Having a baby includes a pregnancy, doctor appointments, and classes to get you ready for the birth. When you become a stepparent, you have your wedding night and wake up with a child. No matter how much you prepare for it, instant parenthood can be a shock, especially if you have never been a parent before. Whether you are parenting full-time or half-time, acquiring an older child or one who needs full-time care, becoming a stepparent is like welcoming a new birth—except the child comes without the biology or shared history that normally helps you bond. Some people describe a stepparent as an “intimate stranger,” and that is a good indicator of how you feel when you begin your role. Even if you had relationships with your stepchildren prior to marriage, they are suddenly related to you in a new way. They share your name and your home.
The morning after my husband Jere and I returned from our honeymoon, I was in a haze of delirious bliss, and when I came around the corner and saw his son Jordan standing there, I jumped. You’re still here! I said (thankfully, not out loud). I had briefly forgotten that he had spent the night with us and would be waiting for me to feed him and help him get ready for school. I thought I had prepared myself for this new responsibility, but there is nothing like instant parenthood to remind you that life cannot be rehearsed. You just have to live the scene that is in front of you—and in my case, it was a six-year-old boy who needed breakfast and a ride to school.
Every stepparent faces some form of adjustment, ranging from a low-grade to a high-octane level, and it depends on the circumstances of your situation and the amount of time you are on duty. (“On duty” is code language for the period of time the child is living with you and you are responsible for full-time care.) Jordan’s mom moved to Australia the first year of our marriage, so for me, motherhood suddenly escalated from half-time to full-time. There would be many more mornings getting ready for school, but I will never forget the first because that was when it hit me that for this period of time, this child was depending on me to take care of him. I was suddenly partly responsible for his growth and life. Though the responsibilities as a stepparent vary with the stepchild’s age, if you have custody of any children under eighteen, there will be a moment when you will be faced with the reality of parenting them.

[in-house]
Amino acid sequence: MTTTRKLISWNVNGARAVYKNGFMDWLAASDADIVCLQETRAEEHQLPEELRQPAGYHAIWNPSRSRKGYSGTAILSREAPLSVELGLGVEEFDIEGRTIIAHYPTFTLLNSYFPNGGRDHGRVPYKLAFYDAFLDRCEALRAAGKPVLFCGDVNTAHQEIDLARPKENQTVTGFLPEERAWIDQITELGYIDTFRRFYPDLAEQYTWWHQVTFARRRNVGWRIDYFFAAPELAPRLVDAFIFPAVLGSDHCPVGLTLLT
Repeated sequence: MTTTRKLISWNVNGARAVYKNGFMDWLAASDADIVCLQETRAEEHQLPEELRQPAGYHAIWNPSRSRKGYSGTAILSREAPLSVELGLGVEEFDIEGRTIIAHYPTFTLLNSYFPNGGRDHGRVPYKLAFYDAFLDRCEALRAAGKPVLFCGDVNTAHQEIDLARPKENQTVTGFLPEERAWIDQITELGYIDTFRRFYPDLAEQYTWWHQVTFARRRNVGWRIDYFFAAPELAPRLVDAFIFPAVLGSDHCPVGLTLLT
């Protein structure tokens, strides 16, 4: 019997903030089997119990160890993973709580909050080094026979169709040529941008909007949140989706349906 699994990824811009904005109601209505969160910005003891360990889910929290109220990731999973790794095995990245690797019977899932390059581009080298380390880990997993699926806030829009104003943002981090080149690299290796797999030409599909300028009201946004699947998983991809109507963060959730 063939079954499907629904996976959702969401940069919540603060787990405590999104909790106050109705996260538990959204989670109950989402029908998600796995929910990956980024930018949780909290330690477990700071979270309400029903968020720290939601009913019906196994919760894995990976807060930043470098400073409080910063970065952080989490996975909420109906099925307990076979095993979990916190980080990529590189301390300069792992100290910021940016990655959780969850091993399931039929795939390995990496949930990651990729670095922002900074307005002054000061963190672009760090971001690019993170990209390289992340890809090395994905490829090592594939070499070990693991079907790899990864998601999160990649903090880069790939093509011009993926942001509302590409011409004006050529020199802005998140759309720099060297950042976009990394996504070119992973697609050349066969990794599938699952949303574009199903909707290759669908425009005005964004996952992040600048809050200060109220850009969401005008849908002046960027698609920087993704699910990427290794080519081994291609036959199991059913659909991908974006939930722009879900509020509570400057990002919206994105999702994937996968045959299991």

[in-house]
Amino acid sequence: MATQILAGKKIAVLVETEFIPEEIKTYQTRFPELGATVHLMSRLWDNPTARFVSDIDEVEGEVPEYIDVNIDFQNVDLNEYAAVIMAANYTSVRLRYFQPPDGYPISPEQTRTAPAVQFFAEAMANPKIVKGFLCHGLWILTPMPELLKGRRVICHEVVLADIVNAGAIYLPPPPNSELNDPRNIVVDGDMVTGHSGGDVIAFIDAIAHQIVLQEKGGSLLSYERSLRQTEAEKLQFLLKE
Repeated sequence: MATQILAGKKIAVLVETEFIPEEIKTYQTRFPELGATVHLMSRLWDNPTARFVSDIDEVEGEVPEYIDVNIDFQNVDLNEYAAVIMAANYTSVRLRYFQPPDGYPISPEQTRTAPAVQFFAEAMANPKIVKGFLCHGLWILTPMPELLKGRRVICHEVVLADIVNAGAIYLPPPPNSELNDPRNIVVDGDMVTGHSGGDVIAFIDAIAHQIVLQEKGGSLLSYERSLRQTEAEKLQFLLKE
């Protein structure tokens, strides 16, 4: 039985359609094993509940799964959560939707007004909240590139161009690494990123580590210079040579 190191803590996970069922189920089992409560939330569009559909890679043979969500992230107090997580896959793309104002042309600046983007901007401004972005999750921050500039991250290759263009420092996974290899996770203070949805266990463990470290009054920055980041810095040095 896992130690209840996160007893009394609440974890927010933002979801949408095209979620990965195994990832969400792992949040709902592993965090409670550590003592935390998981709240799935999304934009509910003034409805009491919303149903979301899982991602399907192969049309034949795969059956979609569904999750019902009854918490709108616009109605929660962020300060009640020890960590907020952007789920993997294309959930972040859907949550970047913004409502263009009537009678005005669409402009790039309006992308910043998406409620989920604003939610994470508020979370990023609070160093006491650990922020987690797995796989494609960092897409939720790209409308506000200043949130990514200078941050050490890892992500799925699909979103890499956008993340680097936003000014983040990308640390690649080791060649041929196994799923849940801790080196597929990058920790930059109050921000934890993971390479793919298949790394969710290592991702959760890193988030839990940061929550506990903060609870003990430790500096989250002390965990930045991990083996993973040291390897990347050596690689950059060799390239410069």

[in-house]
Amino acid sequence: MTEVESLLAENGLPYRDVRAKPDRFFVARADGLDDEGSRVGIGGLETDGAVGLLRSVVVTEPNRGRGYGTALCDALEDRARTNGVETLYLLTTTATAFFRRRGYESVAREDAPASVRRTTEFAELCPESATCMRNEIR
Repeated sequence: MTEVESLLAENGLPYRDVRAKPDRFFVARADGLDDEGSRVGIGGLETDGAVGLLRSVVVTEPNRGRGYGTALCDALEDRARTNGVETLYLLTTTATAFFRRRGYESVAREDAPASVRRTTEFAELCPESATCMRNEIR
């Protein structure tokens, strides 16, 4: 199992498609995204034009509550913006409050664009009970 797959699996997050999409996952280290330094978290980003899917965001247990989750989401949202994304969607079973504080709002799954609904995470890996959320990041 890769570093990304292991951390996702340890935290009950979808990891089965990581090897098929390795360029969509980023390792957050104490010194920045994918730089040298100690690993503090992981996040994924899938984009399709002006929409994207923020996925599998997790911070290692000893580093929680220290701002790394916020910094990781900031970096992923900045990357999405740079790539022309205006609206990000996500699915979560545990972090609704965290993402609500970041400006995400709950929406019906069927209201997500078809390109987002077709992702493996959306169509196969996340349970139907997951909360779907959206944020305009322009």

Being a stepparent will often require you to put on your big-girl (or big-boy) pants. Whether you have to extend grace to a child who doesn’t like or respect you, or relate to a biological parent who undermines your role, it takes maturity and intention to temper your emotions. Even in the best stepparenting situations, you will be called to exercise a maturity that your stepchild does not yet have.
The best thing I did when I became a stepparent was to find community to surround me. We all know it takes a village to raise a child (step or not), and having a solid community to parent within not only enriches your stepchild’s life but also helps stabilize your new family. Our church community provided aunts, uncles, brothers, and sisters for Jordan to grow up with, and it allowed me to recruit experienced moms to have on call when I didn’t have a clue what to do. Jordan is a different person because of the people around our family who became a part of his life. Suffice to say, the first thing to do as a new stepparent is to get help.
My friend Cheryl gave me some great encouragement. “You’ll get it,” she said. “I believe in you. You have been called to this. You may not feel equipped, but none of us do. You are the one called to come alongside this child and help him become who he’s meant to be.”
Something about her words resonated deep in my soul. “Called” is a word that ignites you, perhaps terrifies you, and yet inspires you to face what is in front of you with a greater purpose. “God help me,” I whimpered, and this became my most frequent prayer throughout my parenting.
When you are called to be a stepparent, your role is grounded in the belief that you were meant to be in your stepchild’s life. This has been the secret sauce of my stepparenting, which has flourished because of my faith. The strength God gives us to undergird our sacrifices has been the reason I’ve been able to make it, and the belief that I am called to stepparenting has given me greater meaning than simply being a placeholder in Jordan’s life. Affirming your calling will do the same for you.
Laurie Polich Short is an author, speaker, preacher, and stepmother. A graduate of Fuller Theological Seminary, Laurie has been featured on PBS and Focus on the Family, and her popular teaching videos on RightNow Media minister to people worldwide. Laurie lives in Southern California with her husband, Jere, and stepson, Jordan. www.laurieshort.com
Laurie’s new book Grace-Filled Stepparenting is now avalable everywhere books are sold.